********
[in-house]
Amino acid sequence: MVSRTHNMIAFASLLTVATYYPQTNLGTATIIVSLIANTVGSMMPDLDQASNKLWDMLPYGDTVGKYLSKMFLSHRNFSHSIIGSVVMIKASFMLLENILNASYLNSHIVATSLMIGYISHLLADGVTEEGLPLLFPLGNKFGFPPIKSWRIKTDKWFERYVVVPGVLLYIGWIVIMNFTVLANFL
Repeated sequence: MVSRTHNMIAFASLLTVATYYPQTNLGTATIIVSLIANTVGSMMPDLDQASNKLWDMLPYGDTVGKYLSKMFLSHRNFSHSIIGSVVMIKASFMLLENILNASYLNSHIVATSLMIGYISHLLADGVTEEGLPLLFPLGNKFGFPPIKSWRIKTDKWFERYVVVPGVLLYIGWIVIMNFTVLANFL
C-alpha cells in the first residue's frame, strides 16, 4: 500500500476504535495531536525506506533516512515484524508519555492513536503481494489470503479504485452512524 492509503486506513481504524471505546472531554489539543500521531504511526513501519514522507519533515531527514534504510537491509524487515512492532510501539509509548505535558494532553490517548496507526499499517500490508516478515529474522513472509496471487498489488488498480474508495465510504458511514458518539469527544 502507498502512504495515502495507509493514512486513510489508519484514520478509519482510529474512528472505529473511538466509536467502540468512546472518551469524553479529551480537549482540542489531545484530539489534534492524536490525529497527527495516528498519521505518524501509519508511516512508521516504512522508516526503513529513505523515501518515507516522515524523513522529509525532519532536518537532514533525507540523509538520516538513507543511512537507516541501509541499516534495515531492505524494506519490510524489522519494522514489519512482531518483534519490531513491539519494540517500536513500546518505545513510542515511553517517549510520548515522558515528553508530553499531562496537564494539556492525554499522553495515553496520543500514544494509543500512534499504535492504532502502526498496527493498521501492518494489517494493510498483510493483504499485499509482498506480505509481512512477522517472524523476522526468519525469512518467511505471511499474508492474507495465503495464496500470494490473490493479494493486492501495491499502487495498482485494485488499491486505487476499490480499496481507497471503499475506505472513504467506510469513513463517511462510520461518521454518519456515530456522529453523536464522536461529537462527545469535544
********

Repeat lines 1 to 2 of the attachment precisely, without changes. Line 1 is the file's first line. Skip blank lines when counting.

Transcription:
[in-house]
Amino acid sequence: MVSRTHNMIAFASLLTVATYYPQTNLGTATIIVSLIANTVGSMMPDLDQASNKLWDMLPYGDTVGKYLSKMFLSHRNFSHSIIGSVVMIKASFMLLENILNASYLNSHIVATSLMIGYISHLLADGVTEEGLPLLFPLGNKFGFPPIKSWRIKTDKWFERYVVVPGVLLYIGWIVIMNFTVLANFL